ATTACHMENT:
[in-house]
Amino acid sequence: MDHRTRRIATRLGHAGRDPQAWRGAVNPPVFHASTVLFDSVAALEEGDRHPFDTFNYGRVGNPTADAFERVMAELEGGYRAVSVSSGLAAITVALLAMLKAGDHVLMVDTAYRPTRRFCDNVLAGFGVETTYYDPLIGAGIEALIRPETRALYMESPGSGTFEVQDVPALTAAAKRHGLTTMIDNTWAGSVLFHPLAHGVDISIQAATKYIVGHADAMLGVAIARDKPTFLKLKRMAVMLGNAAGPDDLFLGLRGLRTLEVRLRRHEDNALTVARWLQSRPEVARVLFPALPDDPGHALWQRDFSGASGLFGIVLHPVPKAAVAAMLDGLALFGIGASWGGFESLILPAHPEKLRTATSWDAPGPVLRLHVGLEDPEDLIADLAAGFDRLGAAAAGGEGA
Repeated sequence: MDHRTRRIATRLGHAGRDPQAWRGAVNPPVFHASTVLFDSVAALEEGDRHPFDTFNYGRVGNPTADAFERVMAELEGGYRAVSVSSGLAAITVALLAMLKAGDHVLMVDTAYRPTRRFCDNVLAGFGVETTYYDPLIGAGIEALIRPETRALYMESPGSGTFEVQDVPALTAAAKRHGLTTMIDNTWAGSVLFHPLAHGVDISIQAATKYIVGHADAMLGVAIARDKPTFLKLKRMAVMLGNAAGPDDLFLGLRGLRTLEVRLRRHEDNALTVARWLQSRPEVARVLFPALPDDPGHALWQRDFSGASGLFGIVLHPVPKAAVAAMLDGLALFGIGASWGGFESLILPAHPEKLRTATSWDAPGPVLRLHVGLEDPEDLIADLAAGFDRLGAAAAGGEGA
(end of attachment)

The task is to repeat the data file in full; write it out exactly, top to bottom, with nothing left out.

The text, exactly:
[in-house]
Amino acid sequence: MDHRTRRIATRLGHAGRDPQAWRGAVNPPVFHASTVLFDSVAALEEGDRHPFDTFNYGRVGNPTADAFERVMAELEGGYRAVSVSSGLAAITVALLAMLKAGDHVLMVDTAYRPTRRFCDNVLAGFGVETTYYDPLIGAGIEALIRPETRALYMESPGSGTFEVQDVPALTAAAKRHGLTTMIDNTWAGSVLFHPLAHGVDISIQAATKYIVGHADAMLGVAIARDKPTFLKLKRMAVMLGNAAGPDDLFLGLRGLRTLEVRLRRHEDNALTVARWLQSRPEVARVLFPALPDDPGHALWQRDFSGASGLFGIVLHPVPKAAVAAMLDGLALFGIGASWGGFESLILPAHPEKLRTATSWDAPGPVLRLHVGLEDPEDLIADLAAGFDRLGAAAAGGEGA
Repeated sequence: MDHRTRRIATRLGHAGRDPQAWRGAVNPPVFHASTVLFDSVAALEEGDRHPFDTFNYGRVGNPTADAFERVMAELEGGYRAVSVSSGLAAITVALLAMLKAGDHVLMVDTAYRPTRRFCDNVLAGFGVETTYYDPLIGAGIEALIRPETRALYMESPGSGTFEVQDVPALTAAAKRHGLTTMIDNTWAGSVLFHPLAHGVDISIQAATKYIVGHADAMLGVAIARDKPTFLKLKRMAVMLGNAAGPDDLFLGLRGLRTLEVRLRRHEDNALTVARWLQSRPEVARVLFPALPDDPGHALWQRDFSGASGLFGIVLHPVPKAAVAAMLDGLALFGIGASWGGFESLILPAHPEKLRTATSWDAPGPVLRLHVGLEDPEDLIADLAAGFDRLGAAAAGGEGA